6 Distinguish Between Materials That Are All Rights Reserved, in the Public Domain, and Openly Licensed

What is all rights reserved?

As outlined in the section What is copyright?, copyright grants to creators a bundle of exclusive rights over their creative works, which generally include, at a minimum, the right to reproduce, distribute, display, and make adaptations. The phrase “All Rights Reserved” is often used by owners to indicate that they reserve all of the rights granted to them under the law. [1] If a work is in copyright, you should assume “all rights reserved” even if this isn’t indicated.

What is the public domain?

A public domain work is a work that is not protected by copyright, which means it’s free for you to use without permission. Works in the public domain are those for which intellectual property rights have expired, have been forfeited, or are inapplicable.

Here are some examples of works in the public domain:

Determining if a work is in the public domain because copyright has lapsed or expired can be difficult because the terms of copyright protection in Australia have changed over time. See How long does copyright last?  [2]

As well as copyright expiring, creators can relinquish copyright in their work to the public domain.

Creative Commons (the organization) created a legal tool called CC0 to help creators place their work as close as possible to the public domain by releasing all rights to it.[3]

You can identify these works by looking for the Public Domain Marks

Public Domain Mark

“Public Domain Mark” is licensed under CC BY 4.0


Creative Commons CC0 Public Domain Mark

Creative Commons Public Domain Mark

“CC0” is licensed under CC BY 4.0

What is openly licenced?

Open Licences are a set of conditions applied to an original work that grant permission for anyone to make use of that work as long as they follow the conditions of the license.  The copyright owner – usually the creator of the work – can choose to openly license their work if they want others to be able to use it freely, build on it, customize it or improve it.  Open licenses therefore give permission to anyone to use the work at no cost, and generally allow anyone to modify the work with no or minimal restriction (such as attributing the original author’s work). There are several open licenses that follow these principles, among the most common are Creative Commons licences for written works, music, visual and other artistic expressions; and GNU General Public License for software. Exact conditions of open licences are available under the licence descriptions. [4]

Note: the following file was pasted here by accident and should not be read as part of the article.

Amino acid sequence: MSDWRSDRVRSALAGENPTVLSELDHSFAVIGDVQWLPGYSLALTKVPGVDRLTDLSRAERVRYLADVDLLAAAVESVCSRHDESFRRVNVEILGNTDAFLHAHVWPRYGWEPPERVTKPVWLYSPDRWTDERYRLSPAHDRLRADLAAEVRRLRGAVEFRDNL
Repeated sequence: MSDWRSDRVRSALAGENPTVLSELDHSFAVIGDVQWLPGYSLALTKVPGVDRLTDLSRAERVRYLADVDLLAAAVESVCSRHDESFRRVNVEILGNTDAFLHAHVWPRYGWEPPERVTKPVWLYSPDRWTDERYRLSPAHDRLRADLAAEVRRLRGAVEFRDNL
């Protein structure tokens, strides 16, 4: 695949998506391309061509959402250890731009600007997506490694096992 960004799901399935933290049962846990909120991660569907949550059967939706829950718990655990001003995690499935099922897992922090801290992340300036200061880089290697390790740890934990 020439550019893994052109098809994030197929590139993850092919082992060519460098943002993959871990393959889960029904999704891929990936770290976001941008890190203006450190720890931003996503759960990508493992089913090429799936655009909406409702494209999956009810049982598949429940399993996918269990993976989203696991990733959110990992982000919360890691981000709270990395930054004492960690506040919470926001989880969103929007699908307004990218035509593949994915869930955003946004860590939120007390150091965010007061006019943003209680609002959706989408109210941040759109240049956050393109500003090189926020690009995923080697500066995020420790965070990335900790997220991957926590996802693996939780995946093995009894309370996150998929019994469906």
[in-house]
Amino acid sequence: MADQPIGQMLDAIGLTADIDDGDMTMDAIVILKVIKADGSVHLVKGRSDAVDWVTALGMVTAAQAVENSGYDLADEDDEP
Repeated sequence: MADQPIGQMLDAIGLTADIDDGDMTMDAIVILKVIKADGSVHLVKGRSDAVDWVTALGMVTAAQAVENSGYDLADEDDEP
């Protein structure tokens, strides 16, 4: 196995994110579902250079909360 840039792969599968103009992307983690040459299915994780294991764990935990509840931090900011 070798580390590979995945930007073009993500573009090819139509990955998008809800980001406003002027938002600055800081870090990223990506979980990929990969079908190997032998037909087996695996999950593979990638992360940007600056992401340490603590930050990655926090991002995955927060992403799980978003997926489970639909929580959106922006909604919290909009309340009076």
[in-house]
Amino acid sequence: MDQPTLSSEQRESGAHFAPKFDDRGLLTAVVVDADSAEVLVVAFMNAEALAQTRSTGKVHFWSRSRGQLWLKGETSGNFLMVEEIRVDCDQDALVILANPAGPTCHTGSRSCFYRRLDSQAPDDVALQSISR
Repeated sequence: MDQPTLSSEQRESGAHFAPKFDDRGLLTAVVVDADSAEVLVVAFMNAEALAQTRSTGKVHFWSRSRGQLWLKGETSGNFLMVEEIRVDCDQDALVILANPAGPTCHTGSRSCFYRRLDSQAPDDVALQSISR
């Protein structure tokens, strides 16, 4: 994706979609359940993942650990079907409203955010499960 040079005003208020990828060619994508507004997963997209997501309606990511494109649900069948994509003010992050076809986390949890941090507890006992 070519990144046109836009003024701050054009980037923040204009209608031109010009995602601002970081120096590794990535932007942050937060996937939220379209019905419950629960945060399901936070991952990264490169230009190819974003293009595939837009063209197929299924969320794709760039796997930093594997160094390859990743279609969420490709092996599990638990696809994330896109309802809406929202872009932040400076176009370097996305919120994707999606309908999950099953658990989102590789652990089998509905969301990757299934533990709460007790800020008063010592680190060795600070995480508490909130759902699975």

You will be introduced to Creative Commons licences later in this part.

What is the difference between public domain and open licence?

They both grant free access to the materials, but the scope and nature are completely different.

Open licensing does recognise clear ownership of intellectual property and the work is still protected under copyright law, whereas works in the public domain are not protected by copyright law. Therefore, users are required to follow the licence requirements when using openly licensed materials.

This infographic below illustrates the differences between public domain, open licence, and all rights reserved copyright. [5]

Difference between open licence, public domain and all rights reserved copyright

“Difference between open license, public domain and all rights reserved copyright” by Boyoung Chae is licensed under CC BY 4.0

Why open licensing matters

The power of open licensing lies in its ability to clearly communicate how the creator intends the work to be used. A creator can explicitly share the work and control the licensing provisions while retaining ownership. Remember, for a work without a copyright notice, all rights reserved is assumed. If you want to openly share your OER with your students and peers at RMIT, or publish it online for the world to access, displaying an open copyright licence statement with the work ensures it will be easily and clearly adopted in the way you intend. [6]


  1. Creative Commons. (2021). Frequently asked questions. https://creativecommons.org/faq/  CC BY 4.0
  2. Gits, C. (2020). Texas Learn OER. https://sites.google.com/austincc.edu/texaslearnoer/  CC BY 4.0/
  3. Meinke, W. (2018). UH OER Training. https://pressbooks.oer.hawaii.edu/oertraining2018/  CC BY 4.0
  4. Adapted from.Year of open. (n.d). What are Open Licenses? https://www.yearofopen.org/what-are-open-licenses/  CC BY 4.0
  5. Gits, C. (2020). Texas Learn OER. https://sites.google.com/austincc.edu/texaslearnoer/  CC BY 4.0
  6. Gits, C. (2020). Texas Learn OER. https://sites.google.com/austincc.edu/texaslearnoer/ CC BY 4.0


Icon for the Creative Commons Attribution-NonCommercial 4.0 International License

OER Capability Toolkit Copyright © 2022 by RMIT University is licensed under a Creative Commons Attribution-NonCommercial 4.0 International License, except where otherwise noted.

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